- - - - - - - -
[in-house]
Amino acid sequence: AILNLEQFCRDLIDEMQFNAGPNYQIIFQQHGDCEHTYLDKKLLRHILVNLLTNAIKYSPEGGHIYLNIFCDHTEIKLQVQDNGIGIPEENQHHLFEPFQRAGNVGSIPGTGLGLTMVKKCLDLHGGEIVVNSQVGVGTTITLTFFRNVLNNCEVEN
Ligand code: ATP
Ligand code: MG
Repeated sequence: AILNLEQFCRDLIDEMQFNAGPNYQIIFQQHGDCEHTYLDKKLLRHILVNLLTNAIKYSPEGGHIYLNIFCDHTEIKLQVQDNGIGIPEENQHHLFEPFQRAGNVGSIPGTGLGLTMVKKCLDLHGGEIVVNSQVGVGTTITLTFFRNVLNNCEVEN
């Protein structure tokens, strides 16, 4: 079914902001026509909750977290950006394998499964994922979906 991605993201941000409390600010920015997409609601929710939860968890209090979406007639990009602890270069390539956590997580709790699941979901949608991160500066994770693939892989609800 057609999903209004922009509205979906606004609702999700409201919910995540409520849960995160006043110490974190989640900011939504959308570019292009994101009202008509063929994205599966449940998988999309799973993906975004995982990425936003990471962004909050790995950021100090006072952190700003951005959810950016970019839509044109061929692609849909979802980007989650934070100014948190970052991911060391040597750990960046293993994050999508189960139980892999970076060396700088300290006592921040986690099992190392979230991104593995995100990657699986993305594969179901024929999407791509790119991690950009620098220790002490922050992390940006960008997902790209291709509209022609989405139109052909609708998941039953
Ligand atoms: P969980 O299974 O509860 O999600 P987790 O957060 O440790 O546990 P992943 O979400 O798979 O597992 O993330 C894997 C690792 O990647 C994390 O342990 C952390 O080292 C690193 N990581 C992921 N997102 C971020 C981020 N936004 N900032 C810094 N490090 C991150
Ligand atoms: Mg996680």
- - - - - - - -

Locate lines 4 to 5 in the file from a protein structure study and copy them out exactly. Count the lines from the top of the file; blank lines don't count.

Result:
Ligand code: MG
Repeated sequence: AILNLEQFCRDLIDEMQFNAGPNYQIIFQQHGDCEHTYLDKKLLRHILVNLLTNAIKYSPEGGHIYLNIFCDHTEIKLQVQDNGIGIPEENQHHLFEPFQRAGNVGSIPGTGLGLTMVKKCLDLHGGEIVVNSQVGVGTTITLTFFRNVLNNCEVEN